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Part of county bill calling to ban advertising on state highways deemed unconstitutional

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Local,Josh Kowalkowski
Attorney general’s letter says measure violates First Amendment

A section of a Howard County bill banning advertising “any message” on state highways is unconstitutional, according to the Maryland Attorney General’s Office.

“The message ban provision ... is not narrowly tailored; it broadly reaches speech protected by the First Amendment, thus it is unconstitutional,” according to a letter dated Thursday by Doug Gansler’s office in response to questions by Sen. Allan Kittleman about the bill to be presented in the upcoming General Assembly session.

Kittleman, who is member of the Howard delegation, said he was pleased by Gansler’s response.

“This bill was clearly an effort to protect incumbents and make it harder for challengers to run effective [political] campaigns,” he said.
Challengers frequently rely on political sign waving and knocking on doors to get their name out to voters who may not know them, he said. However, the bill’s sponsors said its intent was not to ban sign waving.


“The point of the bill is to make roads consistently safe, whether they’re county or state roads,” said Del. Shane Pendergrass.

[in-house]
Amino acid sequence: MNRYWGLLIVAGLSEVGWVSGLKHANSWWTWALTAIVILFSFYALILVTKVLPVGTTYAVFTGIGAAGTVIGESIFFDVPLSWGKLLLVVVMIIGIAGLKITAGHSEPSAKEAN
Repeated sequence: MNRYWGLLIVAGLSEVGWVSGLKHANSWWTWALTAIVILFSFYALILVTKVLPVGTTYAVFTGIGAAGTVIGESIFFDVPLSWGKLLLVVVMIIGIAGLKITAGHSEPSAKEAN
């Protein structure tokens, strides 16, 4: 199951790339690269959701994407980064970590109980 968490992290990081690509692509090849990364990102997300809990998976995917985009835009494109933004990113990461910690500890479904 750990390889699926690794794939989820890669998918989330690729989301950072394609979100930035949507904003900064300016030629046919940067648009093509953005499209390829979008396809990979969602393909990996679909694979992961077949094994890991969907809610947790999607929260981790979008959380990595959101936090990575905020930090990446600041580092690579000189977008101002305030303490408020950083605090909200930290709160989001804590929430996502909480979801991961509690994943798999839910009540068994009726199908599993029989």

“We’re aware there might be some constitutional issues, and if there are, we’ll amend it and deal with it in the right way,” said Del. Guy Guzzone.

“The advertising component is really about being distracting to traffic.”

Republicans such as Del. Warren Miller were still unsure.

“I believe the real crux of the bill is to ban political sign waving,” he said.

“And that would concern me because it violates freedom of speech.”

Del. Gail Bates said the proposal could stop activities such as church youth groups or school groups advertising car washes or other fundraisers.

Panhandling ban

The bill also bans the solicitation of money or donations from those in vehicles on state roads. Currently, panhandling is prohibited on county roads.

Pendergrass said she received a couple complaints from residents about those asking for money on roadsides.

“When I get a complaint from one or two, I assume there could be 100 or more,” she said.

In October 2007, Anne Arundel banned any kind of panhandling on county roads.

jkowalkowski@baltimoreexaminer.com
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